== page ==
But beginning around 7 pm, we watched in stunned disbelief on the television set in Audubon’s—or perhaps in windows as we hustled back to campus—as state after state after state was quickly called for Reagan. Before long the only question left was whether Mondale-Ferraro would win ANY state besides the District of Columbia. Minnesota did, finally, vote for its native son, but only by 3,761 votes. Nationally, Reagan-Bush beat Mondale-Ferraro 58.8-40.6%, winning 525 of 538 electoral votes. It was a humiliating and historic defeat.
Nell has since claimed responsibility for what happened on November 6—something about dumping beer cans she was drinking while under age in the trash bins behind Mondale’s house in Georgetown—but much larger forces were at play. Reagan had won election in 1980 by soundly defeating Carter, who himself had beaten Gerald Ford for reelection four years later. Ford only became president because he was vice president—having been appointed when Spiro Agnew resigned in October 1973—when Richard Nixon resigned the presidency in August 1974. Nixon had himself beaten a Democratic Party badly divided in 1968 over President Lyndon B. Johnson’s Vietnam War policy and civil rights legislation. Johnson, finally, ascended to the presidency after John F. Kennedy was assassinated in November 1963.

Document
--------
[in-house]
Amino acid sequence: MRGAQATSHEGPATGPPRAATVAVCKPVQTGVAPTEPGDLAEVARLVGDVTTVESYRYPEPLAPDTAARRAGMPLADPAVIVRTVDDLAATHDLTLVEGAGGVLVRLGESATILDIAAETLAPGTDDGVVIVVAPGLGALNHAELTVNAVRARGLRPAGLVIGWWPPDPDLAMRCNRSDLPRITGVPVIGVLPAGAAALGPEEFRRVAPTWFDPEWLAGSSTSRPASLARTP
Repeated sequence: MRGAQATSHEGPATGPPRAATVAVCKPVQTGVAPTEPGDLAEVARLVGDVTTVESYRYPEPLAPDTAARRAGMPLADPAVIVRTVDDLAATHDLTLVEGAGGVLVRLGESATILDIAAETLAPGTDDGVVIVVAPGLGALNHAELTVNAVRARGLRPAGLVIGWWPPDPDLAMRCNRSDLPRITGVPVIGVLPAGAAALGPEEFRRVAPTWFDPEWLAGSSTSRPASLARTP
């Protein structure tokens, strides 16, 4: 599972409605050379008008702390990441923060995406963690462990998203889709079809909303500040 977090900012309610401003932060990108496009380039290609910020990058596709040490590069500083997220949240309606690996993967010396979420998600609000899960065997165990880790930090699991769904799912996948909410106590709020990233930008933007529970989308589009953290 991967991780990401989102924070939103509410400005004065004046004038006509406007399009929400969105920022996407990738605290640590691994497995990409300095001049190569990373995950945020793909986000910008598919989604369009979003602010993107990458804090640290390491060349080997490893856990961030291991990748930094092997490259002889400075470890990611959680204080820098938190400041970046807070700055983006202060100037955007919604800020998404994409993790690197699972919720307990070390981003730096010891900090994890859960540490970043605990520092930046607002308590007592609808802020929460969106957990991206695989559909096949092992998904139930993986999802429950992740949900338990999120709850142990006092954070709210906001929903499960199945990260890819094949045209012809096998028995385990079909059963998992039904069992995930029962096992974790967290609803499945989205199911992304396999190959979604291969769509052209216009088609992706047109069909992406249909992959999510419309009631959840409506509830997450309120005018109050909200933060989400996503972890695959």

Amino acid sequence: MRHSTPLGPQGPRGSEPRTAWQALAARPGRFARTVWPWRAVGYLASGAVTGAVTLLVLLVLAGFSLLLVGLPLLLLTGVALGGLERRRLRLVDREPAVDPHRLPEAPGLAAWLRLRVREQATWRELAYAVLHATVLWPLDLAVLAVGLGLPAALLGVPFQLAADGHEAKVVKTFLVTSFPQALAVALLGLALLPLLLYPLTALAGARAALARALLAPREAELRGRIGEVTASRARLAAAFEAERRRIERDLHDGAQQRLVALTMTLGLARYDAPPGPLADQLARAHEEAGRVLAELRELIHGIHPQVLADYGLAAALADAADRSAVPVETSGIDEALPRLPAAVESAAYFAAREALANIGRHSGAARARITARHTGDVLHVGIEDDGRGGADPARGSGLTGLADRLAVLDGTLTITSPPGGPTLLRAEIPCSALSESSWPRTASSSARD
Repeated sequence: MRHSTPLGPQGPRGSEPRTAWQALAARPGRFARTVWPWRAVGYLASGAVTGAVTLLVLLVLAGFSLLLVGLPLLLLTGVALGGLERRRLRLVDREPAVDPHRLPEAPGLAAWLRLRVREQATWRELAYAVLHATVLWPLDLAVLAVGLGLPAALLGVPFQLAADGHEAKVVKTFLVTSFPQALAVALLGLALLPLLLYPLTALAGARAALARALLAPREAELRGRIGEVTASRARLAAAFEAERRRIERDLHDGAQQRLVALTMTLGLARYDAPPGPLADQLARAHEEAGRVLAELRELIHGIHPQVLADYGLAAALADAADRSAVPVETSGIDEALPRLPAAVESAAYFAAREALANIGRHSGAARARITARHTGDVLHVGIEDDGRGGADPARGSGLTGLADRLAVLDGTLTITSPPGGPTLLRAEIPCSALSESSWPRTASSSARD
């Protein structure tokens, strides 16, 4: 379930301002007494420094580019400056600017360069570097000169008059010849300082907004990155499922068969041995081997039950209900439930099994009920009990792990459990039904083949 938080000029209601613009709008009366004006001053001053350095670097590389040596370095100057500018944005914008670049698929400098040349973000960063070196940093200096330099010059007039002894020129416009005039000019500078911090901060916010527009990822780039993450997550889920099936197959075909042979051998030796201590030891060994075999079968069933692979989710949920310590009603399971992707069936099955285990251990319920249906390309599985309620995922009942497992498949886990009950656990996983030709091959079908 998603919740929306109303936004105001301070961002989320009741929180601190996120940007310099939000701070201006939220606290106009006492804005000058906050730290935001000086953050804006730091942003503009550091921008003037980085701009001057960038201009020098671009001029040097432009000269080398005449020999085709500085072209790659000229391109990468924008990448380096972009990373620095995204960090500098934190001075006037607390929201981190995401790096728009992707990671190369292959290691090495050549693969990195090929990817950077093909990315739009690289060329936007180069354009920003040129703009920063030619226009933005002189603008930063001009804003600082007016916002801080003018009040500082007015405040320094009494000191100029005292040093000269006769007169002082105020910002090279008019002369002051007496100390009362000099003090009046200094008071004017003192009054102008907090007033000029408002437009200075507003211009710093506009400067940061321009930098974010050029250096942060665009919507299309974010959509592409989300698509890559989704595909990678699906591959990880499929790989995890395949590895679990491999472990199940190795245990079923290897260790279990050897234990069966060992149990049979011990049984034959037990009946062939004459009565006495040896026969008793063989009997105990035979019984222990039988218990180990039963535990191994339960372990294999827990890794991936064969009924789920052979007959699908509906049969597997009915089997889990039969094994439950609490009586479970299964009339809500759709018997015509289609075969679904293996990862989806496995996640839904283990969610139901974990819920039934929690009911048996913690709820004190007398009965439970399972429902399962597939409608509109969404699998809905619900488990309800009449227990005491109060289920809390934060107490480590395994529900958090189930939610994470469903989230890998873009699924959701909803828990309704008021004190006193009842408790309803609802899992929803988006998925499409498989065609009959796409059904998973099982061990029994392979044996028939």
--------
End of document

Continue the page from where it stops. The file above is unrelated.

That is five presidents in 20 years, after there had been only three presidents in the preceding 28 years. Voters, I think, desperately wanted continuity and stability in 1984, and with the economy seeming to recover strongly, they overwhelmingly awarded Reagan a second term.
Mondale returned to Minnesota until President William J. Clinton named him Ambassador to Japan in 1993. Nine years later, on October 25, 2002, Minnesota Senator Paul Wellstone died in a plane crash, just 11 days before he was to face election to a third term. Mondale, now 74 years old, was hastily named to run in his stead, losing to Republican Norm Coleman by 2.2 percentage points—a bittersweet end to a long and distinguished career.